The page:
Last month, President Donald Trump signed a congressional authorization to spend over $738 billion on the Pentagon. This is more than was spent on the military during the Korean War, the Vietnam War, or the height of the Reagan buildup.
Only 41 Democrats in the House of Representatives voted against this spending bill—fewer than one in five.
Why? It’s simple. Democrats are afraid of appearing weak on defense. So afraid that they would rather sacrifice their priorities on the altar of US militarism than risk angering an insatiable god.
They should take courage. The public has had it with lies about the Afghan War, the chaos in Iraq, and now the prospect of an even more catastrophic war with Iran. The American people want a strong military, yes—but they also want an end to the wasteful defense spending.
More than anything they want jobs. Real jobs—ones that aren’t reliant on a pork-barrel Pentagon and which produce things the United States actually needs. And they know where Congress can find the money for them.
In 2018, we commissioned a poll to explore voter attitudes about national security. We put progressive frames next to hard-core, robust conservative frames and confirmed that progressive positions could out-frame conservative talking points by two to one, three to one, even four to one.
We took our poll to Washington, DC, and met with senior cogressional leaders, including Senators Bernie Sanders, Elizabeth Warren, and Jeff Merkley and House Speaker Nancy Pelosi to present our findings. They gave us very positive reactions, but Representative Barbara Lee quickly brought us back to earth.
“Whenever we have a vote on defense appropriations,’ she said, “Members come up to me and say, ‘We know we spend too much money on defense, and I would love to vote with you, Barbara, but if the defense budget is reduced, I will lose 300 jobs in my district.’”
The defense industry has strategically located defense contracts in every congressional district in America and armies of lobbyists in Washington. It has made that concern for jobs the biggest impediment to rational defense spending.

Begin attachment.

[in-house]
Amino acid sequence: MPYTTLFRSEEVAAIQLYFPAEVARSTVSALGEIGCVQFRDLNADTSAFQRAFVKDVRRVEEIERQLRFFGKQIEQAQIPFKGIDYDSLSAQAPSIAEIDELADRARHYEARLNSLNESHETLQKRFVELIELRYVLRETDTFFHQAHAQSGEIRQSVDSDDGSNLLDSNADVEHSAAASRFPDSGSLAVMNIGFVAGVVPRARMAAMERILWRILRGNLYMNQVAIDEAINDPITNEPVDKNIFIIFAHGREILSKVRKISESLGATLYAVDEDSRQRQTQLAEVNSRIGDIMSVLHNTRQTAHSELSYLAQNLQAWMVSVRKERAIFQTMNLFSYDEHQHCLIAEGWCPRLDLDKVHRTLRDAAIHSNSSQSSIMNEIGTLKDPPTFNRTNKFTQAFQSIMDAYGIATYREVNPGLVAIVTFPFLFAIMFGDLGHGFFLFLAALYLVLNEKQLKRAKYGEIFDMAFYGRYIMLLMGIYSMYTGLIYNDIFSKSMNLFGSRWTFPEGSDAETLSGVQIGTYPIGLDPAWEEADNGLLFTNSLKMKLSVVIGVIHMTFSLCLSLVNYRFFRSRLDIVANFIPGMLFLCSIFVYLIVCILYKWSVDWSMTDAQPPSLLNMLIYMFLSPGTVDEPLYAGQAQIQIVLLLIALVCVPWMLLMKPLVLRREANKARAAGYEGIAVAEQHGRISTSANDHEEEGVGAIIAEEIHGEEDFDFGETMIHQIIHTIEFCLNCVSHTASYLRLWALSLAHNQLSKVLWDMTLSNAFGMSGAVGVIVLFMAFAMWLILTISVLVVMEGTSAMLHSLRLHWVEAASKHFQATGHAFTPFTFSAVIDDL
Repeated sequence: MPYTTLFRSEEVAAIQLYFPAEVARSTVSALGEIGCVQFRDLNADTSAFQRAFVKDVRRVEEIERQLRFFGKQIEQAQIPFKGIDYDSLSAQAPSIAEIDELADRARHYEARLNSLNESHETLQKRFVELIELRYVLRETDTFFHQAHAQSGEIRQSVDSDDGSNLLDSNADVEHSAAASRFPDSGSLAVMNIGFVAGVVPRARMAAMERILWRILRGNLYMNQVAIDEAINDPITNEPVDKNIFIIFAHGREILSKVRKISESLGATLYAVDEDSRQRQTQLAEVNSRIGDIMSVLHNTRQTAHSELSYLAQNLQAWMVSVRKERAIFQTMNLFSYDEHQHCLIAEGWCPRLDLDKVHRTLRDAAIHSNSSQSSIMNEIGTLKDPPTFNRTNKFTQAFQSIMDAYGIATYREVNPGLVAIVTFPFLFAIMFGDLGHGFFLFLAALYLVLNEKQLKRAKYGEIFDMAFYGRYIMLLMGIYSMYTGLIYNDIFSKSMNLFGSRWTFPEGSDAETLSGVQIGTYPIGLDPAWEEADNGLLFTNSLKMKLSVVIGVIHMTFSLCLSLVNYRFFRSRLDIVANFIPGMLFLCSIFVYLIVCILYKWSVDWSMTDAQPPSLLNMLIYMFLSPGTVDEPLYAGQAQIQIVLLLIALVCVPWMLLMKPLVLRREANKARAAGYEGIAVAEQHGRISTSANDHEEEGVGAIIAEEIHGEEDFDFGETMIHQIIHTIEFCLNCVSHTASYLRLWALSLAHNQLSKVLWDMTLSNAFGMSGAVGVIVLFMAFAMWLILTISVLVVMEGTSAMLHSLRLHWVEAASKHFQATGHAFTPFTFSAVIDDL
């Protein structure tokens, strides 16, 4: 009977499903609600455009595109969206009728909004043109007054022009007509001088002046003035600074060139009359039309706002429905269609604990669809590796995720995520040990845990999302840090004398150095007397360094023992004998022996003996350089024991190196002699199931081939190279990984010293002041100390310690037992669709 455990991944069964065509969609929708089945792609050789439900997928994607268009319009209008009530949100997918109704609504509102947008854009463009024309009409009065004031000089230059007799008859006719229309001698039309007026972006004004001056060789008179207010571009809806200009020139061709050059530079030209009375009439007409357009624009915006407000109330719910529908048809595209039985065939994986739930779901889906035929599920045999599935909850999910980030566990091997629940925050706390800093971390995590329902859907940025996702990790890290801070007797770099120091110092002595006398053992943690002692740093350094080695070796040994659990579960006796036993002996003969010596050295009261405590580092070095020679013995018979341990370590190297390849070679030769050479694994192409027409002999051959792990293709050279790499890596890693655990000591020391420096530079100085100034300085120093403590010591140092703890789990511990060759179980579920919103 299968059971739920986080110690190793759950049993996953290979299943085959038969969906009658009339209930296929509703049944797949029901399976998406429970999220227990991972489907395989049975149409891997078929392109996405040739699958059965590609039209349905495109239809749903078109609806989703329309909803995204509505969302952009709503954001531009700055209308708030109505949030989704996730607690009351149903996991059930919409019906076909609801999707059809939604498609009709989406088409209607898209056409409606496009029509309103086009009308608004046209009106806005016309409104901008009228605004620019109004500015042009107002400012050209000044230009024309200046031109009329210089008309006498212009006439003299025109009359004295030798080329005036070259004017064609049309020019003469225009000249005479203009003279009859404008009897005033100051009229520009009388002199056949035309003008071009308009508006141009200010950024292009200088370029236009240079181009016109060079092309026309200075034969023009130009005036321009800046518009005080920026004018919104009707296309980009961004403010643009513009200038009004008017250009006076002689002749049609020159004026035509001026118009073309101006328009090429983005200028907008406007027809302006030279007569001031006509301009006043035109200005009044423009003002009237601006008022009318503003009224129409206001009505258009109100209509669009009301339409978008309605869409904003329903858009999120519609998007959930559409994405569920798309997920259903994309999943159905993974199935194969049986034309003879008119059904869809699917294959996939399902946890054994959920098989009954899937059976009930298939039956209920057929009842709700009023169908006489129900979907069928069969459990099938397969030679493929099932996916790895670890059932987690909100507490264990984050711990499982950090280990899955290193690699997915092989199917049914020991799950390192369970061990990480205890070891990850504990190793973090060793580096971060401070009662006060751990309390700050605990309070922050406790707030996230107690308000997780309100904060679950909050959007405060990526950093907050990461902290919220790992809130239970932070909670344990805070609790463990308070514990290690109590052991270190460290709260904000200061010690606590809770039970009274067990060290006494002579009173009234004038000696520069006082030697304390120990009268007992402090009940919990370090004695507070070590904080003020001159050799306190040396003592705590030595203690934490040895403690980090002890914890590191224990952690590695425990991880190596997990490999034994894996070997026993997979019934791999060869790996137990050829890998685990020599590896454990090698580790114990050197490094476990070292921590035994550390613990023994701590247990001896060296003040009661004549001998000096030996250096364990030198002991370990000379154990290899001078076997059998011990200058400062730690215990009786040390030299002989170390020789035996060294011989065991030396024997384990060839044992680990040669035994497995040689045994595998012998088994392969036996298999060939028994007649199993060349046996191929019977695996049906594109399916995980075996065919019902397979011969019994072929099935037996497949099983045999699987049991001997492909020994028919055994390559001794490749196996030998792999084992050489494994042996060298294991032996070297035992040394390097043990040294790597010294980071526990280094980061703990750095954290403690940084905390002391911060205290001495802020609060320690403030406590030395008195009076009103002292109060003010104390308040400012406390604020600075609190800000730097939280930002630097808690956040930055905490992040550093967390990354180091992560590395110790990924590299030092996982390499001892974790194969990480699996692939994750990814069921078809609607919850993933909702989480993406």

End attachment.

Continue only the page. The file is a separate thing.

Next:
So, we did a new poll. We tested voter reactions to the idea of job conversion—specifically, conversion from making armaments to making things that actually improve people’s lives in America.
Job conversion is not a new idea—indeed, America did massive job conversions after World War II—but it is an idea that has been dormant for 25 years and is not part of the current political vernacular. How resistant would people be to changing jobs, getting retrained, possibly having to disrupt their lives? We didn’t know, but the results exceeded our expectations and we are able to say with great confidence that voters are ready to rethink excessive defense spending, even when it could mean fundamental job changes for them.
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The “Harvard Law Review” Refused to Run This Piece About Genocide in Gaza
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As we did previously, we gave voters a choice of the best frames we could find for both positions. We tried not to tilt the scales in any way. For example, we asked voters which statement they agreed with:
- Statement A: “We have to hunt and kill terrorists out there before they get to the United States and strike our homeland.”
- Statement B: “America should stop trying to police the world and invest instead in rebuilding America, including its crumbling infrastructure and social services.”
By a surprising 57-30 percent, voters agreed with Statement B, the new progressive frame. Only 13 percent were not sure. We found that a significant amount of Trump voters—nearly four in 10—agreed with Statement B, with under half leaning towards the traditional, red-meat conservative frame of Statement A.